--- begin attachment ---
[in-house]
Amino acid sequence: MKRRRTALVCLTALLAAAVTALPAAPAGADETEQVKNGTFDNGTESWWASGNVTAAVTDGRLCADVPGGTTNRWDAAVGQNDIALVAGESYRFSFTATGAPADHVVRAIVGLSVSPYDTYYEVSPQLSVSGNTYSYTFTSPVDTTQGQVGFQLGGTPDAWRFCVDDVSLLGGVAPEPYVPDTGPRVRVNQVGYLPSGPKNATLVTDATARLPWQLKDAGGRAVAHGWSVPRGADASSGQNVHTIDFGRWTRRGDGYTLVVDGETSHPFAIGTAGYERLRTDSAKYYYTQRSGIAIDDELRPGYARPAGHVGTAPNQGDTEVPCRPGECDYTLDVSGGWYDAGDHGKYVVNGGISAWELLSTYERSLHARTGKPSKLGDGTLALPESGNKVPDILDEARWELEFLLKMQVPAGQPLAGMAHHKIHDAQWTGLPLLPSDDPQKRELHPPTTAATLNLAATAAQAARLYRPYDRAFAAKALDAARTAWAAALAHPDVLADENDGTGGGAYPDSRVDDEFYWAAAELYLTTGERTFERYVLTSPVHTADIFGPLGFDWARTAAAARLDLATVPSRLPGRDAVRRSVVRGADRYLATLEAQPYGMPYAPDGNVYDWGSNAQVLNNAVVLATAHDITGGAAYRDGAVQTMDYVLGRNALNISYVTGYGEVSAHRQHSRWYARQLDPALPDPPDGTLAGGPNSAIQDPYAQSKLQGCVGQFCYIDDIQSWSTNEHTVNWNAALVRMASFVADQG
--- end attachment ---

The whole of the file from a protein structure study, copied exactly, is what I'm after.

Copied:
[in-house]
Amino acid sequence: MKRRRTALVCLTALLAAAVTALPAAPAGADETEQVKNGTFDNGTESWWASGNVTAAVTDGRLCADVPGGTTNRWDAAVGQNDIALVAGESYRFSFTATGAPADHVVRAIVGLSVSPYDTYYEVSPQLSVSGNTYSYTFTSPVDTTQGQVGFQLGGTPDAWRFCVDDVSLLGGVAPEPYVPDTGPRVRVNQVGYLPSGPKNATLVTDATARLPWQLKDAGGRAVAHGWSVPRGADASSGQNVHTIDFGRWTRRGDGYTLVVDGETSHPFAIGTAGYERLRTDSAKYYYTQRSGIAIDDELRPGYARPAGHVGTAPNQGDTEVPCRPGECDYTLDVSGGWYDAGDHGKYVVNGGISAWELLSTYERSLHARTGKPSKLGDGTLALPESGNKVPDILDEARWELEFLLKMQVPAGQPLAGMAHHKIHDAQWTGLPLLPSDDPQKRELHPPTTAATLNLAATAAQAARLYRPYDRAFAAKALDAARTAWAAALAHPDVLADENDGTGGGAYPDSRVDDEFYWAAAELYLTTGERTFERYVLTSPVHTADIFGPLGFDWARTAAAARLDLATVPSRLPGRDAVRRSVVRGADRYLATLEAQPYGMPYAPDGNVYDWGSNAQVLNNAVVLATAHDITGGAAYRDGAVQTMDYVLGRNALNISYVTGYGEVSAHRQHSRWYARQLDPALPDPPDGTLAGGPNSAIQDPYAQSKLQGCVGQFCYIDDIQSWSTNEHTVNWNAALVRMASFVADQG